Victory Kicks have had a long and varied career and you need to go back to 2013’s Dead Language Evening Class to discover their earliest sounds. That E.P. was a four-track release that sounded more like a John Sibley solo project. He has help with the record but the abiding takeaway is Sibley and his talent. It was home-recorded and has that lo-fi charm to it. More electric-based and harder-edged than current work: it owes a little nod to ‘90s Rock and Indie bands; an insistent and fast-flowing E.P. that announced a singular talent with a lot of focus. A series of singles were released by the E.P. Emergency Noise was the next full release. Released in 2014, and with seven tracks on board, more acoustic elements were brought into the fray and it remains a more rounded and diverse listen. Again, there was a D.I.Y. aesthetic but the E.P. seems crisper and more defined than the debut. Sibley pushed himself as a songwriter and brought more sonic elements and instruments into the pot. Recorded in Sibley’s flat and benefiting from the creature comforts of his abode: it has an intimacy and deeply personal relevance; a wonderful live sound that makes every song shines and stand out. If it has a polished studio sound it would lose its edge and appear too theatric and insincere. Sibley’s heartfelt and tender voice comes through and he progressed as a singer too – bringing more cadence and sides into his performance.  High Wires was released last year and an album that pushes Victory Kicks up another notch and improves on previous efforts.

With every release, Sibley becomes more intriguing and boundary-pushing as a songwriter and that is evident here. Recorded and produced by Sibley and sounding more band-mate and full; the L.P. owes more in common with the latest album, Emily’s Hours. Every song seems fuller and more polished – not quite as bare and raw as earlier work. It gives the music a more commercial sound but not at the expense of conviction and emotion. Get Blurred takes this theory further and is another step up. Now a more band-themed concept: more elements and voices are brought in; the record is more compelling than one would imagine. Those thinking other components and vocal would take away from Sibley’s established sound but in fact it elevates the music. From the earliest days until here; Victory Kicks have evolved and grown into something extraordinary. The first few efforts were simpler and brought in certain influences; the newer records are more variegated and mix genres and new inspirations into the records. Every new release sees to top the last and that is true with Emily’s Hours. Victory Kicks seem like a full band now but one that have very few equals when it comes to what they are producing. Sounding completely in the zone and assured: it is wonderful hearing the guys bond and combines across truly incredible songs. There is still a rugged and modest production sound but the music is cleaner and has more polish than the earlier material. This rate of progression is impressive and hints at a band that is ready for mainstream recognition. How long before that happens? Surely not that long, one would imagine.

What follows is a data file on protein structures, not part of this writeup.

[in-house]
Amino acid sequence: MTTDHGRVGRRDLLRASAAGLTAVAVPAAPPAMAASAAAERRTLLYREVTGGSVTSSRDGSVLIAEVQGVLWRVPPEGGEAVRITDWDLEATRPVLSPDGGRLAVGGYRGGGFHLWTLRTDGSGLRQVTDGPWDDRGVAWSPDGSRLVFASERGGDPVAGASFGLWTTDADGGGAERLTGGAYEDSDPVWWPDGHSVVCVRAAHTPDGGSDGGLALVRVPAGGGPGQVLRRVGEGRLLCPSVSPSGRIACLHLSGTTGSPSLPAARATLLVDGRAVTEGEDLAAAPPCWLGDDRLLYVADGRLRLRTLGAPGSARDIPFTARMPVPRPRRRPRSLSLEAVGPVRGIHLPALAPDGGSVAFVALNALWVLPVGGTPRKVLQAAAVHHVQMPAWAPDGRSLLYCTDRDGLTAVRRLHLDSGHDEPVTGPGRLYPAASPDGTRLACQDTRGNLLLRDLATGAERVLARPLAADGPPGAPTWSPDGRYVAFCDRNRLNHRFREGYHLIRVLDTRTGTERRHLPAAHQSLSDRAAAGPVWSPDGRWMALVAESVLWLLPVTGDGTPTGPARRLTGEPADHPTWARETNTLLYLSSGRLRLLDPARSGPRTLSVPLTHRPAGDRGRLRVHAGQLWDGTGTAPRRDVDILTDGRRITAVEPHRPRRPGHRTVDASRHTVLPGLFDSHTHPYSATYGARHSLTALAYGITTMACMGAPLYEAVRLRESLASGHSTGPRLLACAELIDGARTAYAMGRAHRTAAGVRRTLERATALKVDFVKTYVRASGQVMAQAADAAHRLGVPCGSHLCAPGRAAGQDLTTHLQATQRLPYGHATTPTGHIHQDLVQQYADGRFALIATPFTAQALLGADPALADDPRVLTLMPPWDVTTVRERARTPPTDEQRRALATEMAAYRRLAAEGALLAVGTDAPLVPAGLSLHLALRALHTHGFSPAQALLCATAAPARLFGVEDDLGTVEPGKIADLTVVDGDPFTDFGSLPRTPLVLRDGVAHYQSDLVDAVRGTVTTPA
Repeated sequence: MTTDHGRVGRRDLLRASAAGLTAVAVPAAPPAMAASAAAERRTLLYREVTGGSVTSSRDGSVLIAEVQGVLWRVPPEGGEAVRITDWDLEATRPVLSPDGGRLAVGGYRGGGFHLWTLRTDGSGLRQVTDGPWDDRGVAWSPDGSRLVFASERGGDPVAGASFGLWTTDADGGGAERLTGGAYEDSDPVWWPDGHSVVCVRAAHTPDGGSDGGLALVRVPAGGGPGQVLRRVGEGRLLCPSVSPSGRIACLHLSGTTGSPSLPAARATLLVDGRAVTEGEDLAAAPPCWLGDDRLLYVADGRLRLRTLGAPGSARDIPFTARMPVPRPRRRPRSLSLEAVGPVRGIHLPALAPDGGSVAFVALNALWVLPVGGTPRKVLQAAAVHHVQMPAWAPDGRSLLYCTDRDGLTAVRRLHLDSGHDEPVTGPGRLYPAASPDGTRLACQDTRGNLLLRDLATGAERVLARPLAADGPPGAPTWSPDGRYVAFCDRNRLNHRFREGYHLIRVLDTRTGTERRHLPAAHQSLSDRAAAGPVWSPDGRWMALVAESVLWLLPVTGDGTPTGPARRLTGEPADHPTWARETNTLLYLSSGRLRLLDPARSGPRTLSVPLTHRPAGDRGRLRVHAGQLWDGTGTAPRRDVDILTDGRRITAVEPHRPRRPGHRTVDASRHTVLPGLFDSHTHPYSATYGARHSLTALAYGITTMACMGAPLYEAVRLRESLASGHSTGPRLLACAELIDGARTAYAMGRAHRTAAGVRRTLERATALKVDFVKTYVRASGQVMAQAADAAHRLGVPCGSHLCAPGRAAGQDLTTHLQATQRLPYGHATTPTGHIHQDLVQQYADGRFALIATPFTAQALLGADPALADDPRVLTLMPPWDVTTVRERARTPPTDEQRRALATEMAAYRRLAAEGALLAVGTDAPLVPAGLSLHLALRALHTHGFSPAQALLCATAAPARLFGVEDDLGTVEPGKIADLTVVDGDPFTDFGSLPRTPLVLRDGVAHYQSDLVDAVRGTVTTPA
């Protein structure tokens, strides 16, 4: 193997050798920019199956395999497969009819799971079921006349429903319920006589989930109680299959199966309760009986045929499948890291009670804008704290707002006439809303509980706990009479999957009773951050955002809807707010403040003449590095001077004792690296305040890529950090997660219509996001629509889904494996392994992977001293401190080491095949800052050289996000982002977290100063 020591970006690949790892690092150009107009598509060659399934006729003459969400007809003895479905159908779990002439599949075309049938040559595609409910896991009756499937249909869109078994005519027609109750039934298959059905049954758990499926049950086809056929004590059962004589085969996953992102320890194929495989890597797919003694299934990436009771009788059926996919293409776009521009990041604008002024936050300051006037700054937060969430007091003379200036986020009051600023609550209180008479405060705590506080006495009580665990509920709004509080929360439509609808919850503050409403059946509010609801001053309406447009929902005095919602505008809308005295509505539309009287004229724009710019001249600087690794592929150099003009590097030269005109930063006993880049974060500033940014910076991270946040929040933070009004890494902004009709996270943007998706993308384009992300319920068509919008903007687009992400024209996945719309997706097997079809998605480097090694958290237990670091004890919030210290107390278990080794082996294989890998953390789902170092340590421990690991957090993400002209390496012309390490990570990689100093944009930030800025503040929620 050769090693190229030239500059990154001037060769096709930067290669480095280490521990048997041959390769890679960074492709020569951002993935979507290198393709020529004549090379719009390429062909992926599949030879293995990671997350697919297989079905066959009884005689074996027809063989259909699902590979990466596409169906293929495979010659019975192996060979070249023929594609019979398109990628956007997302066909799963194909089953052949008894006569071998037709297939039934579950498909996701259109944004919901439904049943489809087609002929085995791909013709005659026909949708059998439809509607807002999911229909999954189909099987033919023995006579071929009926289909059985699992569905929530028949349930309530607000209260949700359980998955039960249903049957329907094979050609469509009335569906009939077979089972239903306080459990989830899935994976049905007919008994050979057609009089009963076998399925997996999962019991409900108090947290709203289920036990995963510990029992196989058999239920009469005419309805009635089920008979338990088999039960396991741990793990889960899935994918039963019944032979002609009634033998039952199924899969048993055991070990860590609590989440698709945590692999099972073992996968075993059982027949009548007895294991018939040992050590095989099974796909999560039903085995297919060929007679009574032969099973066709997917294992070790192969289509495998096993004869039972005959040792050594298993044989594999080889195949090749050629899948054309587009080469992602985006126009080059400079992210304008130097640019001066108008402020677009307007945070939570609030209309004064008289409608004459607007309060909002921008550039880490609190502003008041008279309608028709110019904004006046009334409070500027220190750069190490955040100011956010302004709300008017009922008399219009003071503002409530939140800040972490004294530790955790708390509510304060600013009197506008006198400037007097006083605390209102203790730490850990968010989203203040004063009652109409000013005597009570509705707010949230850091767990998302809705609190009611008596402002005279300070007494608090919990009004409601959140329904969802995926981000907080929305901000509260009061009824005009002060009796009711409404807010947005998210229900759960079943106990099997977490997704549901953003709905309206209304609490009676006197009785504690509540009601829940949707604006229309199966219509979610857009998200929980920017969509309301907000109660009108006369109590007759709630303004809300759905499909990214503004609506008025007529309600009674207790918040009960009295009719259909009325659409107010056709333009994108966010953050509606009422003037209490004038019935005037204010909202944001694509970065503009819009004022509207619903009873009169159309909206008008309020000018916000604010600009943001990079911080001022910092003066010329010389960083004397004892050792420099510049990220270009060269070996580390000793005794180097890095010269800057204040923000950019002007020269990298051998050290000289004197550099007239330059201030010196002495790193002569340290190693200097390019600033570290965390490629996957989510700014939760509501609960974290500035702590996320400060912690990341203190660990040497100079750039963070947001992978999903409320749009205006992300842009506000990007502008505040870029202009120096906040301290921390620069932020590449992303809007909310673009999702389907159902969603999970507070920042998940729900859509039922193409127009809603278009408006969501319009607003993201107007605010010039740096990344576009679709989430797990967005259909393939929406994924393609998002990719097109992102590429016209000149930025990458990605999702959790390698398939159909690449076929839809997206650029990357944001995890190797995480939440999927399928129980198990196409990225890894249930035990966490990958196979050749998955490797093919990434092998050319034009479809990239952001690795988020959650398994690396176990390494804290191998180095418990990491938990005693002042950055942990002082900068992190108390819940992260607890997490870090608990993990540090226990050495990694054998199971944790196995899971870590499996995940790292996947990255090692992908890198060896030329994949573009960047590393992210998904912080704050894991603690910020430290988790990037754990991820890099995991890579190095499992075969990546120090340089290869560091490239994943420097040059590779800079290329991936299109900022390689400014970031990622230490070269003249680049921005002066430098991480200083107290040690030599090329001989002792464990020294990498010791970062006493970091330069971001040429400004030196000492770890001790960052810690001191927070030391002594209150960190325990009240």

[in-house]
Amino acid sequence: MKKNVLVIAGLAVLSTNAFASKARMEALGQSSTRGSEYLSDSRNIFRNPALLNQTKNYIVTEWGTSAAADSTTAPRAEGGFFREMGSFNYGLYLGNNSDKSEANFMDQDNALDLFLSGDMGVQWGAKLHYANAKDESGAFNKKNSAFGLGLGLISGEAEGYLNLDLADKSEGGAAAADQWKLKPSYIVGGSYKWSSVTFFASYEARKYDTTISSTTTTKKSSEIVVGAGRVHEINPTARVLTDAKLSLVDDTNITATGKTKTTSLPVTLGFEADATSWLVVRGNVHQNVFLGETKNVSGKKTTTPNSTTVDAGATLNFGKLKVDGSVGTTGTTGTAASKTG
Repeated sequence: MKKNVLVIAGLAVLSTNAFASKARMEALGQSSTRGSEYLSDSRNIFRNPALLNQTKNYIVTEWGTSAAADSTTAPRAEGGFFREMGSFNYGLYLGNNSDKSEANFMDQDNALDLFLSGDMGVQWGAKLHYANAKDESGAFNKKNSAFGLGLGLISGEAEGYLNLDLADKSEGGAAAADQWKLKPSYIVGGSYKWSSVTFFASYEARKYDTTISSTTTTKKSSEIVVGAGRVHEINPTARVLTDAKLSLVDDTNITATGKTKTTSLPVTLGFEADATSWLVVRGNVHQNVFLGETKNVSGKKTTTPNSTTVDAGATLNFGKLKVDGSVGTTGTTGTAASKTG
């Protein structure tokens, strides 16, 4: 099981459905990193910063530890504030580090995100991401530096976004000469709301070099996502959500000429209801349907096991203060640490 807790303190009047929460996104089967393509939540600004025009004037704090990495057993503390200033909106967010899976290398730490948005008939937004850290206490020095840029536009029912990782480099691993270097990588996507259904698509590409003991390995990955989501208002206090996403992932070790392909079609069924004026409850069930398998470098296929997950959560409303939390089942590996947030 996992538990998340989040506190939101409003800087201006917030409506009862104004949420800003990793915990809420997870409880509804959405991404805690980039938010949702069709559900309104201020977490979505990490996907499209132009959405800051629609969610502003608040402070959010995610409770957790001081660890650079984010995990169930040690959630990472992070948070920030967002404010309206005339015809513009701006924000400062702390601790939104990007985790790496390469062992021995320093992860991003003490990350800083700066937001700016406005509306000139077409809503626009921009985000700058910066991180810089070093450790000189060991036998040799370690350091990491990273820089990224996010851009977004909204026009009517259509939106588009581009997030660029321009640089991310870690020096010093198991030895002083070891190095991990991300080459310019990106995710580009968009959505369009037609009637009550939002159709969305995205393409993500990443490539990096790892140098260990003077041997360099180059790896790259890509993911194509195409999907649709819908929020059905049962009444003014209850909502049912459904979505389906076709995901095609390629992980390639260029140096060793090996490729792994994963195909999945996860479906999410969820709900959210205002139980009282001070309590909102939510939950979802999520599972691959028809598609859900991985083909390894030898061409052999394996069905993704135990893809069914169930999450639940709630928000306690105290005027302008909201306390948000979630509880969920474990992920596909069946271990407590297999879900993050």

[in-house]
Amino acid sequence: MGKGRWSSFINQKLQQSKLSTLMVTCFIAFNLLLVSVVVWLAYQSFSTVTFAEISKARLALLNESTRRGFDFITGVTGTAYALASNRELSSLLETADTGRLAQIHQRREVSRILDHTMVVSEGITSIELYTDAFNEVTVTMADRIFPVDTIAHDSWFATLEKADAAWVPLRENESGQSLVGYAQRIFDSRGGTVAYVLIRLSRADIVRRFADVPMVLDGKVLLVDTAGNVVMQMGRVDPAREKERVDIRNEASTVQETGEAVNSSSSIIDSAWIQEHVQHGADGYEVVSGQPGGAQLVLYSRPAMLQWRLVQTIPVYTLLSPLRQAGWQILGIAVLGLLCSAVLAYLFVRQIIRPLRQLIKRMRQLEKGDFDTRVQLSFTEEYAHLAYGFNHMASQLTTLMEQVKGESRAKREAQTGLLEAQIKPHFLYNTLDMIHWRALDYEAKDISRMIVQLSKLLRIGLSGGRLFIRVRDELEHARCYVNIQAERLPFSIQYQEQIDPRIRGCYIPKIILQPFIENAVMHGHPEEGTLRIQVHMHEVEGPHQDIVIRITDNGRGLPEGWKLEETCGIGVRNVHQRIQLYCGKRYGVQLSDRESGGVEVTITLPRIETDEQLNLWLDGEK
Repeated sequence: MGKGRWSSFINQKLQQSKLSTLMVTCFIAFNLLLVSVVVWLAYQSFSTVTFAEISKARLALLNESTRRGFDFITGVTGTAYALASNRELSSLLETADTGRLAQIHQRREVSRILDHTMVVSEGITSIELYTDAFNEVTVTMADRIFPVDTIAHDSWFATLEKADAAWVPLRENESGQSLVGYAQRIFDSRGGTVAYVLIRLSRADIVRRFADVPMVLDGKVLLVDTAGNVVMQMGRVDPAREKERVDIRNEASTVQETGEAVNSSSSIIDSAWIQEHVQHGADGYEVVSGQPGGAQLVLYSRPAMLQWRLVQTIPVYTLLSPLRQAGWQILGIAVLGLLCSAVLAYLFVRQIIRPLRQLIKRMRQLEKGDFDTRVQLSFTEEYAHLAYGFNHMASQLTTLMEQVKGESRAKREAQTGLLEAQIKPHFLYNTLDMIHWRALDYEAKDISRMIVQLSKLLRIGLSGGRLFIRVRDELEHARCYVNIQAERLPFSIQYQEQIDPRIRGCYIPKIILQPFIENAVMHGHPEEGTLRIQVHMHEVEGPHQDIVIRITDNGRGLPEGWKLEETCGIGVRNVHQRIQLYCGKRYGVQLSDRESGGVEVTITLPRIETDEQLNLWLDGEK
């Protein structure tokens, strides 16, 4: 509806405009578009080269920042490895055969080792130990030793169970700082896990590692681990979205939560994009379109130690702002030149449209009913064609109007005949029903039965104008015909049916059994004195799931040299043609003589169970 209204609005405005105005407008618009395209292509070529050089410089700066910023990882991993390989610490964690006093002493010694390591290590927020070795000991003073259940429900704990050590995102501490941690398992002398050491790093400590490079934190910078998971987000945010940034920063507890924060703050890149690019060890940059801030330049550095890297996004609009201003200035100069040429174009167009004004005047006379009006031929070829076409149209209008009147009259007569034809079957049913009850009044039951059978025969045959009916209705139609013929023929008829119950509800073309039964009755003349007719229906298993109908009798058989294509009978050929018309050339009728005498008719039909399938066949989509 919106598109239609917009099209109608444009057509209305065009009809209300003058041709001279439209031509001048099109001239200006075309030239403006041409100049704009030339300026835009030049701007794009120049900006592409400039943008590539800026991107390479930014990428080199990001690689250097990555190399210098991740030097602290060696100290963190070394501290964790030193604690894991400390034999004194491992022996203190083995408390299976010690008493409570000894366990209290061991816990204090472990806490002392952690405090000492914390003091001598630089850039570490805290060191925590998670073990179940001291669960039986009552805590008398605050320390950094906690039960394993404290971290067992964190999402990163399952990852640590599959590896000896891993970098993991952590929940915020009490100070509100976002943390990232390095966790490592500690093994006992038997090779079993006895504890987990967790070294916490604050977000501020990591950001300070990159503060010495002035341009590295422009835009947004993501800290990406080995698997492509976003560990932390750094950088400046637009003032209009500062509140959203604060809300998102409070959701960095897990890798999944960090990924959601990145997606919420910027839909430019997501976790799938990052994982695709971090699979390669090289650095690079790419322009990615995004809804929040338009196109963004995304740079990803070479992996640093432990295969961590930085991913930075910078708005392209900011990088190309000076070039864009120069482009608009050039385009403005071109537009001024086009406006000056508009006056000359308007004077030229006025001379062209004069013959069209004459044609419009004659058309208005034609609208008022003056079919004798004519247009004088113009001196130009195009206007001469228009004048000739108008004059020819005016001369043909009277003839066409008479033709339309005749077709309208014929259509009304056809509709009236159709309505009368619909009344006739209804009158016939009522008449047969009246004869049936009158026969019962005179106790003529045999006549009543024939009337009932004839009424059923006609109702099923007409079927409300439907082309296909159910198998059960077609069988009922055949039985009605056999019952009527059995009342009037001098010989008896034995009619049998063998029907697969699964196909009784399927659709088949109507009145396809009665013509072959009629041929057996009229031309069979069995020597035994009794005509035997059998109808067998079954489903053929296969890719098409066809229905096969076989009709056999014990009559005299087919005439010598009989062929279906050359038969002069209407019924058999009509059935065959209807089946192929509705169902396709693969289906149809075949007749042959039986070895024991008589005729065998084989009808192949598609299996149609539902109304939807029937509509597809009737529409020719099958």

I was keen to review the entire album but wanted to focus on one track especially. Skyscrapers opens Emily’s Hours and does so with a definite sense of purpose. No time for fade-up or building the mood: it goes straight in and gets away with intention and determination. Scratchy, accelerated guitar scuffs open Sibley’s vocals up perfectly. The front-man is keen to lay down his lyrics and get his messages across. As Emily’s Hours documents commuter conversation and the stories we hear unfold on trains: Skyscrapers’ titrle might bring obvious ideas to the mind. The sight of pulling into Waterloo, perhaps, and seeing the tall buildings and London panorama beckon into view. Our hero implores against the workaday life and the humdrum, depressing daily existence. Whether speaking from experience or recalling the tale of someone he encountered: you get a real sense of mundanity of the working day and the stresses we face. The employers will not appreciate you and you will be undervalued and wasted. We all have that job where we feel invisible and anonymous and that comes through here. Those rushing and spiraling strings give ideas of locomotion and trains pulling into the station; the heavy foot traffic at train stations and the general busy nature of the streets. Many musicians have tried to assess the miasma and soul squalor of a Monday morning but few as effectively and vividly as this. You hop into the song and embody yourself the central figure – getting pushed along by London citizens and harried into the workplace; slum into your workstation and prepare for a crushing day ahead. Like Victory Kicks’ modern songs (and a lot of their older ones) we start from subtle, softer beginnings before the song expands and gets hotter. Starting inside a tense and energised delivery about arriving at work and feeling squashed underfoot; Skyscrapers changes tone into the chorus.